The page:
Perhaps the only thing more devastating and frightening than discovering you have cancer is learning that your child has cancer. The news can be overwhelming. Here's where to start.

It may help to know that more children than ever are surviving childhood cancers. According to the National Cancer Institute, children's survival rate to adulthood has soared over the past 30 years to 80 percent.

The American Cancer Society says parents and siblings may experience many emotions including shock, disbelief, fear, anxiety, guilt, sadness, depression, and anger. These are all natural feelings. However, if you are struggling to cope with the stress and anxiety, seek help from a specialist trained to deal with the psychological, social, and behavioral aspects of cancer. Don't try to wait it out. Reach out for help now. According to the American Psychological Association, some parents experience Post Traumatic Stress Syndrome years later.

Once your child's physician diagnoses him with cancer, learn all you can about that type of cancer, the treatment options, and side effects. Bring questions to your child's doctor appointments and record the answers so you can refer to them later, or bring a friend who will take notes for you.

You are a vital part of your child's treatment team and must make important decisions about who should treat your child and where, what the best treatment options are, and whether and when you should get a second opinion. If you can, bring your child to a cancer center that specializes in treating pediatric patients.

As a parent, you have two main challenges ahead of you:

  • Providing information to your child
  • Providing emotional support as he goes through treatment and adjusts to life after cancer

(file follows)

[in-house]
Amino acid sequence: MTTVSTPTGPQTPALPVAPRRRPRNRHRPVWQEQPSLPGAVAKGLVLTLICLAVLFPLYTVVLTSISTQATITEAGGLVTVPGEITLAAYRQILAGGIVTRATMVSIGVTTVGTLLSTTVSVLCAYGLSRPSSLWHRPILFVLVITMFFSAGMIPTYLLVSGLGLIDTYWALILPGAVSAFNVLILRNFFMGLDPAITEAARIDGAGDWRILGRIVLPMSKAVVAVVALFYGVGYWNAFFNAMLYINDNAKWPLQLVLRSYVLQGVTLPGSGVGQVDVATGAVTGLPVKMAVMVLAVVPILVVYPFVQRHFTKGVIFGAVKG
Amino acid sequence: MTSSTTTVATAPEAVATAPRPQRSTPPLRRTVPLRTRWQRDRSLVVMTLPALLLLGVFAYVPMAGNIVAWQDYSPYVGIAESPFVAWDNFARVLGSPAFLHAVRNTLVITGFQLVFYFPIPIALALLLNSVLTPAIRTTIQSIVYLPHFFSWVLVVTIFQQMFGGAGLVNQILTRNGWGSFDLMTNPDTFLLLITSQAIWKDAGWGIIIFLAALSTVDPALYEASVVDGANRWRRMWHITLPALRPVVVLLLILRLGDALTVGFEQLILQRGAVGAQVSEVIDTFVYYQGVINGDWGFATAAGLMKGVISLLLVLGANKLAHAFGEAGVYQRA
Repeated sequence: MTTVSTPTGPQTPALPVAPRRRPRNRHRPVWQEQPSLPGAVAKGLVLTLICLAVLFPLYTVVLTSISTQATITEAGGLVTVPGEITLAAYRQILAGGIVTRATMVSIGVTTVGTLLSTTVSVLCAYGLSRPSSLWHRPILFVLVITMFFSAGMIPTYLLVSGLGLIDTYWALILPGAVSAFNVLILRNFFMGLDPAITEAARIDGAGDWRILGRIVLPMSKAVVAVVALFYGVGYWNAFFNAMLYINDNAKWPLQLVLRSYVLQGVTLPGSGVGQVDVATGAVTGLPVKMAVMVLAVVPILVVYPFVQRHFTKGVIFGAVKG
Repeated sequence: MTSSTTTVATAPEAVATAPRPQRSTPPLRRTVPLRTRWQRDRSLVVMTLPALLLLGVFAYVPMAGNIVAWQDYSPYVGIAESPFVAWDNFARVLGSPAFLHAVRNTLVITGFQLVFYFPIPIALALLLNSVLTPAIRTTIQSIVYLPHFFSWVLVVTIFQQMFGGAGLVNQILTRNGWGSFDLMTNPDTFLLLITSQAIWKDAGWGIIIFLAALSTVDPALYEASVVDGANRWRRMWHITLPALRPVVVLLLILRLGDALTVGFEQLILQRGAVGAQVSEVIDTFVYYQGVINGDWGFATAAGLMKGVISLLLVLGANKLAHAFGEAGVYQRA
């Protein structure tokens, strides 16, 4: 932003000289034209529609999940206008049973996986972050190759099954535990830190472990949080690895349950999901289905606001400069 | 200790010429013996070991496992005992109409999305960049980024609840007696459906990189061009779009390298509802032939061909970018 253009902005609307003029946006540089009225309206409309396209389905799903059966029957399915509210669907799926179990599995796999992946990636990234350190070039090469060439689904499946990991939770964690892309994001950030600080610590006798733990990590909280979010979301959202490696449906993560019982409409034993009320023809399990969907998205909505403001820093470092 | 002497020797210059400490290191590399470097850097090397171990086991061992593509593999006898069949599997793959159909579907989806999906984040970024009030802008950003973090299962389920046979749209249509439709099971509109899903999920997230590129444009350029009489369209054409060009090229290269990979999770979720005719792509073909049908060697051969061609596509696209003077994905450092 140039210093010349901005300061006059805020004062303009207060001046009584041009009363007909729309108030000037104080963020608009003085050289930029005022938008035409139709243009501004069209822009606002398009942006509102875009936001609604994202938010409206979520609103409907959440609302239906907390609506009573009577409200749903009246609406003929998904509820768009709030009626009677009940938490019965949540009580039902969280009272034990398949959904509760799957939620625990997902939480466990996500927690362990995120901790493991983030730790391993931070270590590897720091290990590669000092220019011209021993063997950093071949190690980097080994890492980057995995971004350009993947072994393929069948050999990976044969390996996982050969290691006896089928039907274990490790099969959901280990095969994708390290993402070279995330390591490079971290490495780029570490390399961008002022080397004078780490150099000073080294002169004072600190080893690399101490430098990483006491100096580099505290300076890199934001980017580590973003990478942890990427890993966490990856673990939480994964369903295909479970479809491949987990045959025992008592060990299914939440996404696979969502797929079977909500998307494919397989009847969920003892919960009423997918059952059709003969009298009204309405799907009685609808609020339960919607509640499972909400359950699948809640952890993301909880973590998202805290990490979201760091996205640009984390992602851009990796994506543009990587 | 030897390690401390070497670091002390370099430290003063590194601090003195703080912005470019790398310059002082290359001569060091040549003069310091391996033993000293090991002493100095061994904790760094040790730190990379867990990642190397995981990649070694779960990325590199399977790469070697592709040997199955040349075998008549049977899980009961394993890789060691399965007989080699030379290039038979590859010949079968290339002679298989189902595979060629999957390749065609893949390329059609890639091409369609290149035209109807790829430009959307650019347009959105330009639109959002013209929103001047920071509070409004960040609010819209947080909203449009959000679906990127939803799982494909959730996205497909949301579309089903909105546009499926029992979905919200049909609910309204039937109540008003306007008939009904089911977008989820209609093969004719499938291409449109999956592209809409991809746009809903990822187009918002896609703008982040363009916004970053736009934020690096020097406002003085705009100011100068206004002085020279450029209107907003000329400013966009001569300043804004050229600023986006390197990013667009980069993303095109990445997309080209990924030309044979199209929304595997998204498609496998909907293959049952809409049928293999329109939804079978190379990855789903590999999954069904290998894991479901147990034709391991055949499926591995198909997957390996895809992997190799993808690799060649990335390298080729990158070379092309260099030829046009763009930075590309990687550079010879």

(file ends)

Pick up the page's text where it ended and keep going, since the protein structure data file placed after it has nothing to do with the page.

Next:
Parents struggle about what to tell their sick children about their cancer. Of course, it depends upon the child's age, their personality, and your family's belief system. However, experts encourage parents to be truthful. Honest answers, even if it's "I don't know," lead to less stress and guilt, and your child will be more likely to cooperate with treatment.

As much as possible, find a way for your child keep up with schoolwork. It gives them a sense of normalcy and reassurance, distracts them from their illness, and provides important social interaction. Some hospitals have professionals who try to make children's experience less traumatic and assist them in managing school and outside activities.

Finally, get help from outside sources, including other parents of children with cancer, who can be a wealth of information and support. You may need special resources to help support your other children as they cope with having a critically ill sibling. Finally, it's crucial to find ways to support and take care of yourself during this challenging time.


National Cancer Institute. "Young People with Cancer: A Handbook for Parents." Web. 31 July 2003.

National Cancer Institute. "When Someone You Love is Being Treated for Cancer." Web. 28 November 2005.

American Cancer Society. "Children Diagnosed With Cancer: Dealing With Diagnosis." Web.

Clay, Rebecca A. "Cancer Families." Monitor 41(7) (2010): 69. Web.